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Intuition. An exhibition in Venice.

In Venice, until November 26. Profane illumination at Palazzo Fortuny, dedicated to the most elusive subject of all: intuition.

Intuition. Intuition doesn’t lie.

Intuition takes us the epicenter of a tidy set of works of art, ranging from the most different epochs and geographic latitudes. In the sui generis environment of a private interior, the dense assemble seduces us to take cognitive lines and aesthetic situations which are able to merge themselves, in a mysterious flow, with the most distant aesthetic languages.

A unmatchable experience, the show pays tribute to what Aristoteles regarded as the paramount form of knowledge. Perhaps the door for a more authentic experience – as Walter Benjamin suggests in his critic reading of Bergson.

© Agata Wiórko

The exhibition’s promotional image sums up the programme. For the curator Axel Vervoordt, in front of White Dark VIII (2000) of Anish Kapoor “we feel the plenitude of emptiness. It is a long, endless white light tunnel. There is no time, nor beginning, and certainly not an end”.

In the text that serves as an opening for the majestic catalog, Ludovica Lumer adds to the complexity of the phenomenon of intuition: “We put the whole brain to work: the visual part, the cognitive part, the perceptual, the emotional, the motor and the memory – all at once!”

© Agata Wiórko

As per tradition at Palazzo Fortuny, the environment is one of quietness and restraint. The path through the several floors still works as a form of freediving in the kernels of art as knowledge. Regarding the choice of the works, a criterion of excellence is then crucial for us to have access to paradigmatic narratives of History of Art – something even more in the close contact with the artistic object itself, and not with some parasitic discourses.

© Agata Wiórko

This theming of intuition becomes, in a nutshell – I read in the communication – “the bridge for the dream, the paranormal, the telepathy, the fantasy, the meditation, the creative power, hypnosis and, naturally, inspiration”. In this painting, the show’s ‘invitation figure’ [image above] is particularly impressive: anthropomorphic statues with more than 5 000 years of age (!) dialoguing with the punk oil Versus Medici of Jean-Michel Basquiat, a bad icon of the 80s. It would be quite hard to show the virtues of anachronism in a better way.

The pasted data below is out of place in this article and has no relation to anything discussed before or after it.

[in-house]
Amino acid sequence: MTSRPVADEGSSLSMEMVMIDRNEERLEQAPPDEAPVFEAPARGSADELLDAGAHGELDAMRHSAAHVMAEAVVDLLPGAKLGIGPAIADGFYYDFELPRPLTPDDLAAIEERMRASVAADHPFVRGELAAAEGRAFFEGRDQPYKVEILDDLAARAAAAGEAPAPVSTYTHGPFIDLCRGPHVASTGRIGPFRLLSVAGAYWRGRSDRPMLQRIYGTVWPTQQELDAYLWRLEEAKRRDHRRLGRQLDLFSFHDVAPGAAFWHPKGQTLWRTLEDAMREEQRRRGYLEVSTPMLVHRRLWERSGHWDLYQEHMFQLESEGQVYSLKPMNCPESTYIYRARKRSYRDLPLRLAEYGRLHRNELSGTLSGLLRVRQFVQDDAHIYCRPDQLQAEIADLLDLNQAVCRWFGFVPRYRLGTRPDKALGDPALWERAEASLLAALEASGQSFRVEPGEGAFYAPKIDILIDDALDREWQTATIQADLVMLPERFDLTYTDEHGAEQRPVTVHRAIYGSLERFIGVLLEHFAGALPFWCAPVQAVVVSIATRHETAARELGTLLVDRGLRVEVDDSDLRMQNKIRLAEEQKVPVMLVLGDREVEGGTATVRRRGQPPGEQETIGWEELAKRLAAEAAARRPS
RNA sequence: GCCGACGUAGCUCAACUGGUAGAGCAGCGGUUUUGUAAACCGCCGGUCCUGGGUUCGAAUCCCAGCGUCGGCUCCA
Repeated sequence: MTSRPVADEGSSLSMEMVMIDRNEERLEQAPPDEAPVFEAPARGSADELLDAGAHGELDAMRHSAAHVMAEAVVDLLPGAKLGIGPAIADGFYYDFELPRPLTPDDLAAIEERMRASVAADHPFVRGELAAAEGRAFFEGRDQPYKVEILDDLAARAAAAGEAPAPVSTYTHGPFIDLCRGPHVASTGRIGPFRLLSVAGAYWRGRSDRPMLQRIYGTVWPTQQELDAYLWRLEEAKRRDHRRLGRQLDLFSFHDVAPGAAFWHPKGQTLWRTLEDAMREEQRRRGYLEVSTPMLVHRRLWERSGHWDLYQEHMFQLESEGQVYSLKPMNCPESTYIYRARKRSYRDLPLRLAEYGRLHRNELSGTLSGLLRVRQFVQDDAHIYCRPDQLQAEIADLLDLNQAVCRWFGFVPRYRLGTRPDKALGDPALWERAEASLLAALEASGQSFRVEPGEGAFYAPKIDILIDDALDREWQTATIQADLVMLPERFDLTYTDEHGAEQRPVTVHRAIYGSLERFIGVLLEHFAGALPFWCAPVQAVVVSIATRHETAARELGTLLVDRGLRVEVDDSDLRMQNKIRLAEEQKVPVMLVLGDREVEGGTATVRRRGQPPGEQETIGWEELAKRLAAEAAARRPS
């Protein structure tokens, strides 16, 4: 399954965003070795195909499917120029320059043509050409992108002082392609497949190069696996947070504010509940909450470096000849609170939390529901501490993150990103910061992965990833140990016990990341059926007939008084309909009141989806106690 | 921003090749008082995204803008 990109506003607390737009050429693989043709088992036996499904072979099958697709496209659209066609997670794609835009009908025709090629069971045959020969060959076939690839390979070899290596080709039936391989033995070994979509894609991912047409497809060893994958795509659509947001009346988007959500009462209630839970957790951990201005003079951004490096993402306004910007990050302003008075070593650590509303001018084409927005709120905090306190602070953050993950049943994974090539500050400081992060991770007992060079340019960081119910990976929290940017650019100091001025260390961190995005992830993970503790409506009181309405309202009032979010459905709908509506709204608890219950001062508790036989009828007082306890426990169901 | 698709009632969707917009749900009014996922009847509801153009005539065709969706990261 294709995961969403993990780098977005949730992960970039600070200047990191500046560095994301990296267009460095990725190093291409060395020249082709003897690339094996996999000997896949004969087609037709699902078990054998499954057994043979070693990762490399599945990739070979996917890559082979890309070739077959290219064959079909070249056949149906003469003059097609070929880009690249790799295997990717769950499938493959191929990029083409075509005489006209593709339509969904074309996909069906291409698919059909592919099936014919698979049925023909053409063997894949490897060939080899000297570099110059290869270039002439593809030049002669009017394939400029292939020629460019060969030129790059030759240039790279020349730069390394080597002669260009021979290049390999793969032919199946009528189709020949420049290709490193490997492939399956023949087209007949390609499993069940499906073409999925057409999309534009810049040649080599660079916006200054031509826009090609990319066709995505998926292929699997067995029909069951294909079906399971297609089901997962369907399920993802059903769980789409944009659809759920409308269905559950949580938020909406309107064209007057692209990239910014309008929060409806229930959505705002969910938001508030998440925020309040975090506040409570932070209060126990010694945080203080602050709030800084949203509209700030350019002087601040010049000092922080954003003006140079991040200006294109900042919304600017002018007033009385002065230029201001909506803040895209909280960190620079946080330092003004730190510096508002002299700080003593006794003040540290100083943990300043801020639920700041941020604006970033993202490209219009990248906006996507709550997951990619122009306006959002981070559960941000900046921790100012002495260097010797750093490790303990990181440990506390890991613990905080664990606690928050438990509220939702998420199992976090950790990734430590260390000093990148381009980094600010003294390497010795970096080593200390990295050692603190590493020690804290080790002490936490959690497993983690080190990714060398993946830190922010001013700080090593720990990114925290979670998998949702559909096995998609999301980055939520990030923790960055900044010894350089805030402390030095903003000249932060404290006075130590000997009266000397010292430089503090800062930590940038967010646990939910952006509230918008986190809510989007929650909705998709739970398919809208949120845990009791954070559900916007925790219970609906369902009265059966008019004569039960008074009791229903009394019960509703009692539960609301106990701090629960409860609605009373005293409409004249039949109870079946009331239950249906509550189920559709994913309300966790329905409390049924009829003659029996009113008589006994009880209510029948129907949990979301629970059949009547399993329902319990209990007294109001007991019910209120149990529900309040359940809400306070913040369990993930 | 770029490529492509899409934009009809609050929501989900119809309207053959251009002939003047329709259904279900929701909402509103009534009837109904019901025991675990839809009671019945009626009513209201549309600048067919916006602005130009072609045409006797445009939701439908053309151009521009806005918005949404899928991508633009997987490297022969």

© Agata Wiórko

Across the several floors of Palazzo, one can see the works of Joseph Beuys, Karel Appel, Robert Morris or Ana Mendieta, Gutai, Cobra, Zero or Fluxus, Gustav Klimt, Giorgio de Chirico, Paul Klee or Pedro Cabrita Reis; but the most important thing is not the individual impact of each chef d’æuvre, rather the atmosphere unfurled.

Drapes, tonalities, shadows, reflexes – products of a delicate modeling of artificial light (which opens itself to natural light in the upper floors) – are key elements of a true full-blown work of art.

© Agata Wiórko

At the exit, the reconstruction of thought will carry out its job, but our body registers that the location’s intuitive experience was the one accountable for generating the future resilience of memory. For instance, when we retrieve the hypnotic video of de Michaël Borremans — The Bread, 2012 [image above] – what we ‘see’ is not a work of art per se, but a sort of eruption of life’s odd beauty. In this case, one that crossed the seas of painting to lodge itself in the most recent video technology.

© Agata Wiórko

Standing Structure for Human Use, a piece of Marina Abramovic [image above] is yet another example of this art which works a sensorial door for an increased plateau of consciousness. For the artist, “intuition is the key for the soul’s crux, where the idea finds its shelter”.

In the upper floors, the atmosphere is more laid back. A participatory installation of Kimsooja [image below] is the solar side of a labyrinth of silence in which a series of tokomonas – toko means ‘platform’ and ma ‘framed emptiness’ – builds, relying on the simplest materials, small settings for the durée of the wandering.

© Agata Wiórko

© Agata Wiórko

Intuition is the last show of an impressive cycle conceived by the curators Axel Vervoordt and Daniela Ferretti. It follows Artempo (2007), In-finitum (2009), TRA (2011), Tàpies. Lo Sguardo dell’artista (2013) and Proportio (2015). All of these are exhibitions that explore the transversal relationships between philosophy, science, music, history, creative heritage and art. A vision boosted by the certain incommensurable means made available.

© Agata Wiórko

© Agata Wiórko

© Agata Wiórko

© Agata Wiórko

Special thanks: Axel & May Vervoordt Foundation and Fondazione Musei Civici di Venezia

Mário Caeiro

Mário Caeiro is a lecturer, a curator and a researcher in the field of urban culture and public art. Curator of exhibitions and urban events since the nineties, teaches at ESAD.CR since 2004, where he’s a member of the research unit LIDA – Laboratório de Investigação em Design e Artes. PhD in Visual Arts and Intermedia by Universidade Politecnica de Valencia (Spain) in 2012, also graduated in Communication Design (ESBAL) and Comparative Literary Studies (FCSH-UNL), holding a Master in German Studies (FCSH-UNL) and a post-graduation in Urban Design (CPD/FBAUL/Universidade de Barcelona]. In 2014 published "Arte na Cidade – História Contemporânea" [Art in the City – Contemporary History].